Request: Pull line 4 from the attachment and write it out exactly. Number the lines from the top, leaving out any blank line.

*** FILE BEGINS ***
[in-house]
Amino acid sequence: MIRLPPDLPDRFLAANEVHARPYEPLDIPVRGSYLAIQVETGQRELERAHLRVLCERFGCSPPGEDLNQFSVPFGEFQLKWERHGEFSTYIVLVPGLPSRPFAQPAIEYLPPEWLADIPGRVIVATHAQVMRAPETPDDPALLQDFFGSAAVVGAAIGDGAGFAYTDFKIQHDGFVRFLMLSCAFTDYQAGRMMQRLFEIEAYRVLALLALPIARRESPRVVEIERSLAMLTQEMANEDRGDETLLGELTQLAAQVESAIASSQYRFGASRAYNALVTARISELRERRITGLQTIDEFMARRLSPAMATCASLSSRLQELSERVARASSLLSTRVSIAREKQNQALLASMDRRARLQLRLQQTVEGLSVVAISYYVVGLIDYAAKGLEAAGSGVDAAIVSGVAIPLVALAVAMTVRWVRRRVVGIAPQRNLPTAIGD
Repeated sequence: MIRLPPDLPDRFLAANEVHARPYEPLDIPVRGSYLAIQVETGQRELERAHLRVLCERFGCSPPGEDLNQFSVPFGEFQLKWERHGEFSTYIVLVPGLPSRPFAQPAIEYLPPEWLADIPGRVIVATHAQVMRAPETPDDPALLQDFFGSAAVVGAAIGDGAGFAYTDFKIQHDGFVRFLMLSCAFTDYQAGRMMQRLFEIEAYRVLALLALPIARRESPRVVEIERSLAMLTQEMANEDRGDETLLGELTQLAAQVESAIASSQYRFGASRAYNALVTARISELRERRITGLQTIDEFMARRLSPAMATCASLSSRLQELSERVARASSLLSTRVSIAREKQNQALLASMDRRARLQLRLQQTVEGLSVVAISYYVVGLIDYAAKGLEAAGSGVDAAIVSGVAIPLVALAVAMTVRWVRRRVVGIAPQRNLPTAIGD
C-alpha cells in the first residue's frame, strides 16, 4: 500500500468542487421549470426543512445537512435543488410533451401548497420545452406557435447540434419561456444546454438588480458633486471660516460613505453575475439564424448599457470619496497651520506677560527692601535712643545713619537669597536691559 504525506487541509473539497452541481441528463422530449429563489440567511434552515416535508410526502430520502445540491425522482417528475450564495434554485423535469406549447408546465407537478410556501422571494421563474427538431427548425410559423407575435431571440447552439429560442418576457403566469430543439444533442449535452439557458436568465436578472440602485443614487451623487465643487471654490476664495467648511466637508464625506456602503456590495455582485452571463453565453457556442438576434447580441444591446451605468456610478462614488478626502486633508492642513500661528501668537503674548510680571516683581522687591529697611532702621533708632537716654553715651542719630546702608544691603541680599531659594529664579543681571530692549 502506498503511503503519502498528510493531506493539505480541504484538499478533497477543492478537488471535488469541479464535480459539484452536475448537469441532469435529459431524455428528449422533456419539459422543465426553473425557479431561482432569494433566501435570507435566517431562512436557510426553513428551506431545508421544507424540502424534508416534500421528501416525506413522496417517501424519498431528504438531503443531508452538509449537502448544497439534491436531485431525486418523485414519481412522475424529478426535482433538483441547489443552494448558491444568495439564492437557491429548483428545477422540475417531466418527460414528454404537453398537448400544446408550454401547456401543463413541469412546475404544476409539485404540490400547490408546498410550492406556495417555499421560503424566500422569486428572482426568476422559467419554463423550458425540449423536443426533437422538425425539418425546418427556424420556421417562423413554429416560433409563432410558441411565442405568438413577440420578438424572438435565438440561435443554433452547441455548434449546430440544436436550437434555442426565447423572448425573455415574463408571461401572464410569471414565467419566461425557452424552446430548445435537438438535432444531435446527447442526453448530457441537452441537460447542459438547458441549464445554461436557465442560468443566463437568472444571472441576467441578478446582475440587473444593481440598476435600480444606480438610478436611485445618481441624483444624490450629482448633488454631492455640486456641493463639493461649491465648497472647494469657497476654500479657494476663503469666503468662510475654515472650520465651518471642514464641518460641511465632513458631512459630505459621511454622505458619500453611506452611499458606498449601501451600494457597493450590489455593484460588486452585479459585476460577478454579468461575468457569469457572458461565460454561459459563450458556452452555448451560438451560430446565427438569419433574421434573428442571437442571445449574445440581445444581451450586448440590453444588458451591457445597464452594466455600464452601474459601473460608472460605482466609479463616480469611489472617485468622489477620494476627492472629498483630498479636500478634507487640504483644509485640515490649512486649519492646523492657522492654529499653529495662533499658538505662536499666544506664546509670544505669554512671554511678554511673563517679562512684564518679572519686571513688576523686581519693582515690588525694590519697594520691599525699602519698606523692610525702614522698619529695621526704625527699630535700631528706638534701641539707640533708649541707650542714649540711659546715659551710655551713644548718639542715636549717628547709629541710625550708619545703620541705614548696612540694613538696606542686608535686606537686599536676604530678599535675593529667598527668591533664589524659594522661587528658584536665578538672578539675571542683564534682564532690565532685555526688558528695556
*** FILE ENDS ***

C-alpha cells in the first residue's frame, strides 16, 4: 500500500468542487421549470426543512445537512435543488410533451401548497420545452406557435447540434419561456444546454438588480458633486471660516460613505453575475439564424448599457470619496497651520506677560527692601535712643545713619537669597536691559 504525506487541509473539497452541481441528463422530449429563489440567511434552515416535508410526502430520502445540491425522482417528475450564495434554485423535469406549447408546465407537478410556501422571494421563474427538431427548425410559423407575435431571440447552439429560442418576457403566469430543439444533442449535452439557458436568465436578472440602485443614487451623487465643487471654490476664495467648511466637508464625506456602503456590495455582485452571463453565453457556442438576434447580441444591446451605468456610478462614488478626502486633508492642513500661528501668537503674548510680571516683581522687591529697611532702621533708632537716654553715651542719630546702608544691603541680599531659594529664579543681571530692549 502506498503511503503519502498528510493531506493539505480541504484538499478533497477543492478537488471535488469541479464535480459539484452536475448537469441532469435529459431524455428528449422533456419539459422543465426553473425557479431561482432569494433566501435570507435566517431562512436557510426553513428551506431545508421544507424540502424534508416534500421528501416525506413522496417517501424519498431528504438531503443531508452538509449537502448544497439534491436531485431525486418523485414519481412522475424529478426535482433538483441547489443552494448558491444568495439564492437557491429548483428545477422540475417531466418527460414528454404537453398537448400544446408550454401547456401543463413541469412546475404544476409539485404540490400547490408546498410550492406556495417555499421560503424566500422569486428572482426568476422559467419554463423550458425540449423536443426533437422538425425539418425546418427556424420556421417562423413554429416560433409563432410558441411565442405568438413577440420578438424572438435565438440561435443554433452547441455548434449546430440544436436550437434555442426565447423572448425573455415574463408571461401572464410569471414565467419566461425557452424552446430548445435537438438535432444531435446527447442526453448530457441537452441537460447542459438547458441549464445554461436557465442560468443566463437568472444571472441576467441578478446582475440587473444593481440598476435600480444606480438610478436611485445618481441624483444624490450629482448633488454631492455640486456641493463639493461649491465648497472647494469657497476654500479657494476663503469666503468662510475654515472650520465651518471642514464641518460641511465632513458631512459630505459621511454622505458619500453611506452611499458606498449601501451600494457597493450590489455593484460588486452585479459585476460577478454579468461575468457569469457572458461565460454561459459563450458556452452555448451560438451560430446565427438569419433574421434573428442571437442571445449574445440581445444581451450586448440590453444588458451591457445597464452594466455600464452601474459601473460608472460605482466609479463616480469611489472617485468622489477620494476627492472629498483630498479636500478634507487640504483644509485640515490649512486649519492646523492657522492654529499653529495662533499658538505662536499666544506664546509670544505669554512671554511678554511673563517679562512684564518679572519686571513688576523686581519693582515690588525694590519697594520691599525699602519698606523692610525702614522698619529695621526704625527699630535700631528706638534701641539707640533708649541707650542714649540711659546715659551710655551713644548718639542715636549717628547709629541710625550708619545703620541705614548696612540694613538696606542686608535686606537686599536676604530678599535675593529667598527668591533664589524659594522661587528658584536665578538672578539675571542683564534682564532690565532685555526688558528695556